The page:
That concludes my remarks. So, I will turn it back to our operator, Michelle, to begin the Q&A portion of our call. I thank everyone for joining us today.

Questions and Answers:

Peter KellyChief Executive Officer

[Technical Issues] Hi, Michelle. Can you queue up the first caller?

John MurphyBank of America — Analyst

Can you hear me?

Peter KellyChief Executive Officer

Yes, we can.

Eric LoughmillerExecutive Vice President & Chief Financial Officer

Yes, we can.

John MurphyBank of America — Analyst

Hey. It’s John Murphy from Bank of America. I didn’t get announced. I’m sorry, guys. I guess they — I guess she turned me on and didn’t make an announcement.

So, this is the first question. When we think about the Carwave acquisition, [Indecipherable] could say– hey, you’re making these acquisitions, they might be a little bit duplicative or overlapping and an optimist may argue it’s building a very significant network effect that you need to get this flywheel going. How do you think about the network effect versus the sort of the potential duplication or overlapping of customers? And how much of this do you think, Peter, is purely incremental to what the core business will be as it normalizes over time?

Peter KellyChief Executive Officer

Thank you, John. I appreciate the call — the question, rather. Sorry for the technical difficulties there, but I guess, John, my point of view on it, I think when you’re looking at digital marketplace businesses, the network effect is real and very, very important. And when you’re in a — when you have a digital marketplace model, you really want to be number one or number two in your market, because if you’re outside of that set, it generally is not as attractive a proposition. So, I think scale really matters and I think scale gets formed early on and customer habits can be quite sticky — quite persistent over time.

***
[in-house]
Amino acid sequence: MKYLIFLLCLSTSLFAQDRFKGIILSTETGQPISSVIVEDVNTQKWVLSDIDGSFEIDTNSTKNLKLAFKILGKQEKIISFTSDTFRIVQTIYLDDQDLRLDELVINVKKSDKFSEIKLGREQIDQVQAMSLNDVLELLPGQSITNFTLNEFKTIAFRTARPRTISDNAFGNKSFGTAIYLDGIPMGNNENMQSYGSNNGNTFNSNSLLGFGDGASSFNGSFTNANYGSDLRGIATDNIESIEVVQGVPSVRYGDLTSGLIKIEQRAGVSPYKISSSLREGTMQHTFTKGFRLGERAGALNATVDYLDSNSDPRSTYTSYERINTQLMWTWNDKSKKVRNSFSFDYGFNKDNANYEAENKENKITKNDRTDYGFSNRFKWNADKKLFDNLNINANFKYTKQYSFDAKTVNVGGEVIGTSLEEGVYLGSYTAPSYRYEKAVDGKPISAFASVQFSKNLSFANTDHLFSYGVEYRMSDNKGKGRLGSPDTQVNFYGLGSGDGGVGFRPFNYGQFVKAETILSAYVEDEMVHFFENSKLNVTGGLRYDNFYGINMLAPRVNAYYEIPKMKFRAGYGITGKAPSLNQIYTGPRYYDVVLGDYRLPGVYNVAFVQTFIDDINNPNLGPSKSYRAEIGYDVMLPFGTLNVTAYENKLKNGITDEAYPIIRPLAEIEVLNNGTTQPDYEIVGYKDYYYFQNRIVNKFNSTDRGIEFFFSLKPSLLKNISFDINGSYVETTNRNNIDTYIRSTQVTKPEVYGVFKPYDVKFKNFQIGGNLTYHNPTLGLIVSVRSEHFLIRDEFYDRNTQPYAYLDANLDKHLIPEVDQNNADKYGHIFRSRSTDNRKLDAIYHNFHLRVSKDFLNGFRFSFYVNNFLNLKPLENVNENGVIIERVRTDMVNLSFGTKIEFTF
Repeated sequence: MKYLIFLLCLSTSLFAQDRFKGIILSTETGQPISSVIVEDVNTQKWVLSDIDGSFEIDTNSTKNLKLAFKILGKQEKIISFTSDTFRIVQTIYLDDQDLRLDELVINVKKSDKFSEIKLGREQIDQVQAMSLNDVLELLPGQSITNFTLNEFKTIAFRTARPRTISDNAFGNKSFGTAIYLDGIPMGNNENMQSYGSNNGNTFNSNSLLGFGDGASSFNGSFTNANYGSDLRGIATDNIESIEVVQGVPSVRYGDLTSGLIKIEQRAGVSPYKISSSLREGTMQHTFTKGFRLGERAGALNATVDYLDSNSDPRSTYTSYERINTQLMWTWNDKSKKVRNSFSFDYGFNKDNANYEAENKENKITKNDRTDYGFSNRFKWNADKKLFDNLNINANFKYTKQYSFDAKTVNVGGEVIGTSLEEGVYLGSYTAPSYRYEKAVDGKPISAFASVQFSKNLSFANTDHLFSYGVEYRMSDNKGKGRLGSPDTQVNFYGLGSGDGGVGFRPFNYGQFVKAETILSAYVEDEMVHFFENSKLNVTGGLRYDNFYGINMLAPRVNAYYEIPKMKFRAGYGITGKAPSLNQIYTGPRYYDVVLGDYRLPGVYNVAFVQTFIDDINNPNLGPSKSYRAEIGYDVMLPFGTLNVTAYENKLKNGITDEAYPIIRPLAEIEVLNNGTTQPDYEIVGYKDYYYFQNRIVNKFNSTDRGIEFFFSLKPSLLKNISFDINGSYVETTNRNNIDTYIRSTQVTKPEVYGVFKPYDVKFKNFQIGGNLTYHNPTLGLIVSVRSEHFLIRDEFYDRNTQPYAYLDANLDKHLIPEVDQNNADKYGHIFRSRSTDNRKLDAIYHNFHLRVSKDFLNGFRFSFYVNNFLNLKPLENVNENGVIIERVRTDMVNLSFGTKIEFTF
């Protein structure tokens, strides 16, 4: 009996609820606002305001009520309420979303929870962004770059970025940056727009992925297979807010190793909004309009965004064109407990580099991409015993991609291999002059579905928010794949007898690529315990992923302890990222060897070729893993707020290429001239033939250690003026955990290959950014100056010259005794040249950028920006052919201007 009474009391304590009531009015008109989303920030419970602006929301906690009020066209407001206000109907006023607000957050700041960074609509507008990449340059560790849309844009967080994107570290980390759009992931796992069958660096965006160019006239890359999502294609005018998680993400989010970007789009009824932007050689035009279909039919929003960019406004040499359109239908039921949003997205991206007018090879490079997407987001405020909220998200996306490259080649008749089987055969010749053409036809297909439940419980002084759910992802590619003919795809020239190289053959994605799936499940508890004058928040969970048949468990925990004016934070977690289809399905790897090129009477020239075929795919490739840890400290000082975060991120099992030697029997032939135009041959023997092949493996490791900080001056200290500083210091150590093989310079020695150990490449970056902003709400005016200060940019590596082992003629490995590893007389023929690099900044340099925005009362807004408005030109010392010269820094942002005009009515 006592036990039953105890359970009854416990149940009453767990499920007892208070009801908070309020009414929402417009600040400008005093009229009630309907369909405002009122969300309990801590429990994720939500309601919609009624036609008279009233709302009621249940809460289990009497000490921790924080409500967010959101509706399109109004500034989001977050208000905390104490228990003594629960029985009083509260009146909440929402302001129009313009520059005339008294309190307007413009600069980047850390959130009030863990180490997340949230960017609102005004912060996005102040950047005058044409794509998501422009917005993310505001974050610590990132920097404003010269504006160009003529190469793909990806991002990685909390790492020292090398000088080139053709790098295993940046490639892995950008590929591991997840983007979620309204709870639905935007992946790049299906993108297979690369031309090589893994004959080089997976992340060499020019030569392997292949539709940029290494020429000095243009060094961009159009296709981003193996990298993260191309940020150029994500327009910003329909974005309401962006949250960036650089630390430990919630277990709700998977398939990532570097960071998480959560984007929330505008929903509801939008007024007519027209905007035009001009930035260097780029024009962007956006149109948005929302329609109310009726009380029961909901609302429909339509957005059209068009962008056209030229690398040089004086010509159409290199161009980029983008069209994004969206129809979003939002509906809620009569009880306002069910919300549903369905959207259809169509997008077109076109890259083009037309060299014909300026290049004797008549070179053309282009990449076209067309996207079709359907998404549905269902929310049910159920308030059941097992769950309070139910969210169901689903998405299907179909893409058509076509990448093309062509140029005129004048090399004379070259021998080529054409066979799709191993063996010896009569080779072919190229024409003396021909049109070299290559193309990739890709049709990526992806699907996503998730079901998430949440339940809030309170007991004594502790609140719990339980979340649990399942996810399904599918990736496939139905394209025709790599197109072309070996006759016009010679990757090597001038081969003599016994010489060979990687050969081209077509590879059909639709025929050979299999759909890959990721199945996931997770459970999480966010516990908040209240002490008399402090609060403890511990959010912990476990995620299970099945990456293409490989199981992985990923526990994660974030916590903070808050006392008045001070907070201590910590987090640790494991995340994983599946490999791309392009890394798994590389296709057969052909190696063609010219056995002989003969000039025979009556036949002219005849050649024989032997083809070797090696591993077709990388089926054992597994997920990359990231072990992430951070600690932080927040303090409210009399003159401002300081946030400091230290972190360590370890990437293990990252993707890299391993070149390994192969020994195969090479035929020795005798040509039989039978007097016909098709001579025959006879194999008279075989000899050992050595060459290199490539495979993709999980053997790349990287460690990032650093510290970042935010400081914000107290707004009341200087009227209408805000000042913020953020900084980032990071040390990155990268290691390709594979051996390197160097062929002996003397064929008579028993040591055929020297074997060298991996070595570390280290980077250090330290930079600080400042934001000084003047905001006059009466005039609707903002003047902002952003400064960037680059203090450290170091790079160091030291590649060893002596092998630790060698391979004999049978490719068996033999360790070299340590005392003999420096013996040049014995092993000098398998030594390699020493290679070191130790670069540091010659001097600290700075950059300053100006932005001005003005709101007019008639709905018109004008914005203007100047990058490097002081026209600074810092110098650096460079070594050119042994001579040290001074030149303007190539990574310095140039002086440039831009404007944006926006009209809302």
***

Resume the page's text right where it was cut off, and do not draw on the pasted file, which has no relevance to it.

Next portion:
So, I think we’ve — I think the market has been evolving. There was an early stage of a lot of disruption, a lot of new entrants. I think we’re through that stage now in the market. I think there’s a number of players in the market. They have established customer relationships, established areas of geographical strength and those patterns are becoming more defined. So, I lean heavily toward these are additive and it’s not duplicative. It’s actually more of a one plus. If I just look at, say, BacklotCars and Carwave together, I think you combine them and you get more than the sum of the parts because by — So for example, if we think of Carwave, very, very strong in California, but doesn’t really have a very strong buyer base outside of that market, while BacklotCars does. So by bringing those platforms together, you now get a new buyer audience onto the vehicles of those sellers in California, which in theory creates greater liquidity and improved outcomes for those customers and also, obviously, brings more inventory supply to those buyers. So, I think those types of things really, really matter in digital marketplaces and you often see sort of an acceleration of those positive dynamics over time as you get scale. So, that’s kind of where I lean on this. And then I think the other thesis on what are these digital marketplaces doing, are they bringing new vehicles into our industry, into a formal sort of marketplace industry, or are they just disrupting what was happening in the traditional physical auction world? Candidly, I don’t think I’ve been clear on this all along. I think they’re doing both. I think there’s data that says they are bringing new vehicles in and greater opportunity for businesses like us as we move into more digital direction, but there are also competing some vehicles out of the legacy channels as well. And I think that will continue.

John MurphyBank of America — Analyst

Okay, and then just a second question. You made a very interesting statement that you believe that your commercial market share was consistent in the quarter. I’m just curious. I mean, that’s a great debate that whether you’re maintaining, gaining or losing market share, and it’s very opaque because the denominator is difficult to call. And what is happening in the market is difficult to call on a real-time basis. How are you ascertaining that analysis? I mean, what are you doing there to figure that out and how comfortable are you that you’re going to be able to maintain or maybe even gain some market shares as the commercial market comes back?